13. glynch

    glynch Contributing Member

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    I agree, that at times it has been troubling. It is however, unfair to judge in terms of American standards.

    In Venezuela you had a few oligarchs, in control of most of the media, actively conspiring with foreign governments to use democratic openings to overthrow the democratically elected government, including violently.

    It appears perhaps that the opposition may be behaving more democratically, accepting that Chavez has majority support. It is still feared that as usual they might denounce the election results and seek destabilization as they have continually done.
     
  14. Pole

    Pole Houston Rockets--Tilman Fertitta's latest mess.

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    Too bad the US doesn't have some extreme overabundance of some natural resource that the rest of the world just HAS TO HAVE and is willing to pay vast sums of money for and make our country rich beyond our wildest dreams.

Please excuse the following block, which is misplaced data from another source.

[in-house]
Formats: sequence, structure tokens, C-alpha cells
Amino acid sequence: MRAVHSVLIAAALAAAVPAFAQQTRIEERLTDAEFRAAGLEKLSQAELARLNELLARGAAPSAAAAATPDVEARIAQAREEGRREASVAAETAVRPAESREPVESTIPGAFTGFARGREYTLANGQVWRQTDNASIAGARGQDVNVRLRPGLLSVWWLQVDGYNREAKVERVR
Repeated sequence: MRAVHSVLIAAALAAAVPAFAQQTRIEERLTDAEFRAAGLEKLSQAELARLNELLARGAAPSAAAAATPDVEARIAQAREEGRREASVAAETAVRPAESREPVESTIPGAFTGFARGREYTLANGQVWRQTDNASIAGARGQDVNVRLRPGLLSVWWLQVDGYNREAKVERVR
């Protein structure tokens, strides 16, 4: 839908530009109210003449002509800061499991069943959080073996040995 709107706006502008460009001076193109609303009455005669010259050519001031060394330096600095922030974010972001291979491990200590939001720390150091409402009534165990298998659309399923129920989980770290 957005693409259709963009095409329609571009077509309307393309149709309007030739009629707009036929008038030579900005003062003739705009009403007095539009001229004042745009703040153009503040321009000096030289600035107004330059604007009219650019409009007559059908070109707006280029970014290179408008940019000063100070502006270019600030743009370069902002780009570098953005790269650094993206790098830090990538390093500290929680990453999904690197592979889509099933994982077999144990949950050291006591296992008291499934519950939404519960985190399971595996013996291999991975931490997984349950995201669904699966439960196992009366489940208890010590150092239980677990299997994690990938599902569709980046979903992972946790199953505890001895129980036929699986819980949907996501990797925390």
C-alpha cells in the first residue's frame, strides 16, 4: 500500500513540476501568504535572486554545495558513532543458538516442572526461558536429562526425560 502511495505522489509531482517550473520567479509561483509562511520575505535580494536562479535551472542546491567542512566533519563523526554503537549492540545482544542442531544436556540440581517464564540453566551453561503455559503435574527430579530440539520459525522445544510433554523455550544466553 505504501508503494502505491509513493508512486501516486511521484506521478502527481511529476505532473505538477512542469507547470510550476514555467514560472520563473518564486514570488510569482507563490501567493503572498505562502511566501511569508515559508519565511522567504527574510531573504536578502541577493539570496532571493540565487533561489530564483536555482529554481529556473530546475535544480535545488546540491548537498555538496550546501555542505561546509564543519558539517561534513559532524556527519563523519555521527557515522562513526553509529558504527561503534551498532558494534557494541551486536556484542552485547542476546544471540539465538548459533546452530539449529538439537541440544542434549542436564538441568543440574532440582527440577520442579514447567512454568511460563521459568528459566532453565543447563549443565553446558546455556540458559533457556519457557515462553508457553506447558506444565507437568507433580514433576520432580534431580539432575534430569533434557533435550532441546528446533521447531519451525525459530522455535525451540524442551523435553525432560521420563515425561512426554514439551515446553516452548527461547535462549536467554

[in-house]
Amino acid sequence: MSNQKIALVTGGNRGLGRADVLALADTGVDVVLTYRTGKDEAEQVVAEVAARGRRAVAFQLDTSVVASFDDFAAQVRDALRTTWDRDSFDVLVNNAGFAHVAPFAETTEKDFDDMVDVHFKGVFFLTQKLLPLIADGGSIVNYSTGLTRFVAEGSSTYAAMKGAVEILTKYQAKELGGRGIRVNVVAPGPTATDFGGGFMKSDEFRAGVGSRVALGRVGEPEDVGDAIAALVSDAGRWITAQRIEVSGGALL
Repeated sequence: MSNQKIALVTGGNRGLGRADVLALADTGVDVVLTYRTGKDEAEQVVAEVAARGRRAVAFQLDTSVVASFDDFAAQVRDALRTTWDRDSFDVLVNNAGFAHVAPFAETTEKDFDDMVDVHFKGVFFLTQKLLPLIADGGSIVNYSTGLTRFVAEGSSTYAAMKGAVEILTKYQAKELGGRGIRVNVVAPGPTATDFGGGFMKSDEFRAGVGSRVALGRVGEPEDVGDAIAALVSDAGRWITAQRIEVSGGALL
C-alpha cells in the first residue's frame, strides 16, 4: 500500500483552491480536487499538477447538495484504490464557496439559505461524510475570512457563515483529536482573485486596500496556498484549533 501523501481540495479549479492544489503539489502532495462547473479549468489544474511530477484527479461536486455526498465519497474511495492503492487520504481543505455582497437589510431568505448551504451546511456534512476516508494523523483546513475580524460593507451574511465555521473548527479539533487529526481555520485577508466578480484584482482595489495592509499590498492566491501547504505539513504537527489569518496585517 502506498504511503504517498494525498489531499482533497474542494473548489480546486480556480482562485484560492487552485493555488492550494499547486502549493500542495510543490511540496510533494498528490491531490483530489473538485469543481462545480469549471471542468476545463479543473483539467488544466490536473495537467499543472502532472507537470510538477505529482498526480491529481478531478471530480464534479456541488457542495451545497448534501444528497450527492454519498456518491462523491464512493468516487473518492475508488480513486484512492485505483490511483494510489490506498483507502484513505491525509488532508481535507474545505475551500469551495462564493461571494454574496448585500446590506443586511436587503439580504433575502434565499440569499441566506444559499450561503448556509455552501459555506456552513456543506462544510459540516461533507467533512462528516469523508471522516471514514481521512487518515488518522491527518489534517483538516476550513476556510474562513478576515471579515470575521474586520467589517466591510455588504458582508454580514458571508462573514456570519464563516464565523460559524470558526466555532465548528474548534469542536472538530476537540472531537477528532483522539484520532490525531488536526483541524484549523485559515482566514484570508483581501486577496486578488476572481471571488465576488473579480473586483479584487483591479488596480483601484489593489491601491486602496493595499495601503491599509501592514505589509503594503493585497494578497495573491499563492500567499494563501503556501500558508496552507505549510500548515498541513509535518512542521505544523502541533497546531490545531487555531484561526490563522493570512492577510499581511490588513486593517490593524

Maybe then, socialism could kinda-sorta work here too.
     
  15. glynch

    glynch Contributing Member

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    HaHa. Talk about moral compasses.

    I suppose I should have said "at the expense of the rest", though it was pretty obvious. History has shown over and over that employers and the rich do not easily share their wealth with the 99%. In fact they will engage in extreme violence and very undemocratic behavior to prevent this. History also shows that "free" markets do not accomplish this either, without tremendous regulation and mechanisms to insure organization of the 99% such as unions and labor parties.
     
  16. Pole

    Pole Houston Rockets--Tilman Fertitta's latest mess.

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    So you think we should organize labor the way PDVSA has?
     
  17. CCorn

    CCorn Member